The 1996 Indigenous population of the Northern Territory was very close to the level projected on the basis of 1991 Census figures. This contrasted with the situation in most other States and the Australian Capital Territory where population levels in 1996 were much higher than expected. As a consequence, much interest surrounds the analysis of intercensal change in social indicators in the Northern Territory because it provides a benchmark based on consistent population levels against which the experience of other jurisdictions may be measured. This also means that intercensal change in employment and income levels can be established directly without adjusting for non-biological population increase.
Key findings are as follows:
- Between 1986 and 1991, the overall employment rate of Indigenous people in the Northern Territory displayed distinct signs of improvement, rising from 28 per cent to 31 per cent (Taylor 1994: 7). By 1996, it had improved even further to 36.2 per cent.
- Nonetheless, the employment rate for Indigenous people remains substantially below the Territory average and is still less than half the level recorded for non-Indigenous adults.
- The Indigenous unemployment rate fell from 25.9 per cent in 1991 to 17.8 per cent in 1996. However, the non-Indigenous rate also fell substantially from 9.6 per cent to 5.9 per cent. As a consequence, the unemployment level among Indigenous people worsened relatively and now stands at three times the level recorded for non-Indigenous adults in the Northern Territory.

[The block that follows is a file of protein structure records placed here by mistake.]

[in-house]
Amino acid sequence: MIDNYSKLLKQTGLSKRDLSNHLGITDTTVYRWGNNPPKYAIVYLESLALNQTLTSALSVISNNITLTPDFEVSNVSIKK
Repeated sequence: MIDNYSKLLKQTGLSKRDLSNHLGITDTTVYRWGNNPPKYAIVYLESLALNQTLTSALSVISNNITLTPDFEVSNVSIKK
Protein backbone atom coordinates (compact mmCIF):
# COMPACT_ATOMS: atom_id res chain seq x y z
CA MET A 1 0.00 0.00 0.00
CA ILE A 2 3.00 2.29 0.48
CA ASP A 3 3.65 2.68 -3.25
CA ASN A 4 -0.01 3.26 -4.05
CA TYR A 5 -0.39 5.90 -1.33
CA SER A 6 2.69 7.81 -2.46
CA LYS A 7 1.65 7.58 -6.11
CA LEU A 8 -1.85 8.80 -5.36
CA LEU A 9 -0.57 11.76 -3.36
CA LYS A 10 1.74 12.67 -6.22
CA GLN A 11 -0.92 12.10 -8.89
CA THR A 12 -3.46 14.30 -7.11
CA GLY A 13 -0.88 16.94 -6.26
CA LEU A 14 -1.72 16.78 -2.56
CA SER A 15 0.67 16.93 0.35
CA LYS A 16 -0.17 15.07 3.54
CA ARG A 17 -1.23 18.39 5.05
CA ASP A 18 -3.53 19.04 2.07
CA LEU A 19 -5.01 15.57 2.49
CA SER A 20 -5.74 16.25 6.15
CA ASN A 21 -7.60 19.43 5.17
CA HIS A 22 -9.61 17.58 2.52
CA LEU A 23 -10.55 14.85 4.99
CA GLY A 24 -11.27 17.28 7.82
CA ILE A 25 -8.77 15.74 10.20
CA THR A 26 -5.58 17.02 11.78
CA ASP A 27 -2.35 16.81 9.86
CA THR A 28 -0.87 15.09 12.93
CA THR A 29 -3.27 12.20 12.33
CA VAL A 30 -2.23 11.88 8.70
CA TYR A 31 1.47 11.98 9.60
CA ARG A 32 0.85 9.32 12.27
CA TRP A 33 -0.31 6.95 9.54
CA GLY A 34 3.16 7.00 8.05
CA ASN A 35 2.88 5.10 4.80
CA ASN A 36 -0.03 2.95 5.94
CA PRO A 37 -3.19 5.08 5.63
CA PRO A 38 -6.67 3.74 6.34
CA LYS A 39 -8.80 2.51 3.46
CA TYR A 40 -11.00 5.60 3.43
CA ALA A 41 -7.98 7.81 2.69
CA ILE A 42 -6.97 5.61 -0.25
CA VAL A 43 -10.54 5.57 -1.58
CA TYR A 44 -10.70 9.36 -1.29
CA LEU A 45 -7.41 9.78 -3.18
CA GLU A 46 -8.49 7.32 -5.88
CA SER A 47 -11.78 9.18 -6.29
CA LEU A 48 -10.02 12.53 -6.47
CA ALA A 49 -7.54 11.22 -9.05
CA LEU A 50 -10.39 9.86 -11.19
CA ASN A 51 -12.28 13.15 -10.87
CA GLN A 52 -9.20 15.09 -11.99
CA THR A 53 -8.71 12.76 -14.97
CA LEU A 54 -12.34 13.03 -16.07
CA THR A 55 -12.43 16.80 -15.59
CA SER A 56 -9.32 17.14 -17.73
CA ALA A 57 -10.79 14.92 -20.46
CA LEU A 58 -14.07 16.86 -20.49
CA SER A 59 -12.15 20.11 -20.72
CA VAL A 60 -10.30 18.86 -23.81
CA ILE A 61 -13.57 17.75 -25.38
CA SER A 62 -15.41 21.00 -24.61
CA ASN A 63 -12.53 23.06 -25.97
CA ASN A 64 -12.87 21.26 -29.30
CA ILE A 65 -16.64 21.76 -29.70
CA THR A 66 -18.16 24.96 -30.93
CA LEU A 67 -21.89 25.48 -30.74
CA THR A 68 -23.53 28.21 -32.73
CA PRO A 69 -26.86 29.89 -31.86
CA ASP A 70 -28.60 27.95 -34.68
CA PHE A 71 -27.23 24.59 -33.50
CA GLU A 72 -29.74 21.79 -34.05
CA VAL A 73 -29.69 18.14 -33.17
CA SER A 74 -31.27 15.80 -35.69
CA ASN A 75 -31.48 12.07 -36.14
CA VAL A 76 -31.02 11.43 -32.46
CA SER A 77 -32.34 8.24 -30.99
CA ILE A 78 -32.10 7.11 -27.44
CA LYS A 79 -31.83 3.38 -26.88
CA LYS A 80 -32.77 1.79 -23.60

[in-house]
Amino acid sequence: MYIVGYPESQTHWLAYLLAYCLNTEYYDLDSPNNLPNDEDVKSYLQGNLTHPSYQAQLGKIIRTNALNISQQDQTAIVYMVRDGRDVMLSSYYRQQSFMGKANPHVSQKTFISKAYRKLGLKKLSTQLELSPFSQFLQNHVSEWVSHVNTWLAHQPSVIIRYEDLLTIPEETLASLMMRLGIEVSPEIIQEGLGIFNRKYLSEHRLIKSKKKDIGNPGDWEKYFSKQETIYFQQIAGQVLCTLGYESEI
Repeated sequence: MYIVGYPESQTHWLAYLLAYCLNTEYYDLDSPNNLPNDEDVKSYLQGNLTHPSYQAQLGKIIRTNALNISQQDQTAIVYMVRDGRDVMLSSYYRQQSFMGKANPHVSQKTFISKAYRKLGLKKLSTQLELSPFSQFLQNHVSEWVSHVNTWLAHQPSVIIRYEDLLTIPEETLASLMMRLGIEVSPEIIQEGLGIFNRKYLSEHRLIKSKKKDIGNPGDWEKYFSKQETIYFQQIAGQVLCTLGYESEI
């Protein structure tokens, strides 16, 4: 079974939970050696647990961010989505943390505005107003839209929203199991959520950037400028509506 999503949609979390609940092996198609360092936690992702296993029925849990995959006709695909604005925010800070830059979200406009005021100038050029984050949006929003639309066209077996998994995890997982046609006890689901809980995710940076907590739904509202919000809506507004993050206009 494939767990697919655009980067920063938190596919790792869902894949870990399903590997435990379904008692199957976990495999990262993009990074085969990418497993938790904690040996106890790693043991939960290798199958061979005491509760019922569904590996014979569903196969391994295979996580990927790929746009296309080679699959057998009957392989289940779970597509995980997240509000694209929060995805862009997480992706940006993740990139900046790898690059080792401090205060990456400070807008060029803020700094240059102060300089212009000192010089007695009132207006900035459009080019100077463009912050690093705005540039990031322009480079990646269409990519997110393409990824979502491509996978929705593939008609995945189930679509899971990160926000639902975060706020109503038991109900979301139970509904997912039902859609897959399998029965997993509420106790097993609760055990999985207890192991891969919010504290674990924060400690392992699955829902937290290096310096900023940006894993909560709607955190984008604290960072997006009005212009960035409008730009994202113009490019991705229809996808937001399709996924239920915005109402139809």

- Most employment growth occurred in urban centres, although some of this reflects category shift in the section-of-State classification.
- In rural areas, the CDEP scheme accounted for 93 per cent of the growth in employment. In urban areas, it accounted for 38 per cent of new jobs.
After accounting for likely jobs growth due to other labour market programs, mainstream employment is estimated to have risen by 4 per cent per annum. However, this was only just sufficient to keep up with growth in the working-age population resulting in minimal change to the mainstream employment population ratio.
Despite some success in stimulating jobs growth, little change in income relativities between Indigenous and non-Indigenous adults is evident since 1991 with the ratio of mean Indigenous to non-Indigenous income standing at 0.41 in 1996. Likewise, even though the fact that the labour force status of Indigenous people in rural areas continued to improve, their incomes relative to those of Indigenous people in urban areas fell further behind.
Overall, there has been notable increase in the contribution of employment income to total income. In 1991, 49.2 per cent of income for Indigenous people was derived from employment. By 1996, this proportion had risen to 55.5 per cent. However, compared to the equivalent figure of 92 per cent for the non-Indigenous population this means that a far higher proportion of Indigenous people (45 per cent compared to 8 per cent) remain dependent on non-employment sources of income.
To date, improvements in labour force status, while keeping just ahead of population growth, have not impacted on the gap in average incomes. For this to change, Indigenous people will need to acquire employment at a much faster rate and in positions that provide an income at least commensurate with those obtained by the rest of the workforce.
ISBN: 0 7315 2591 4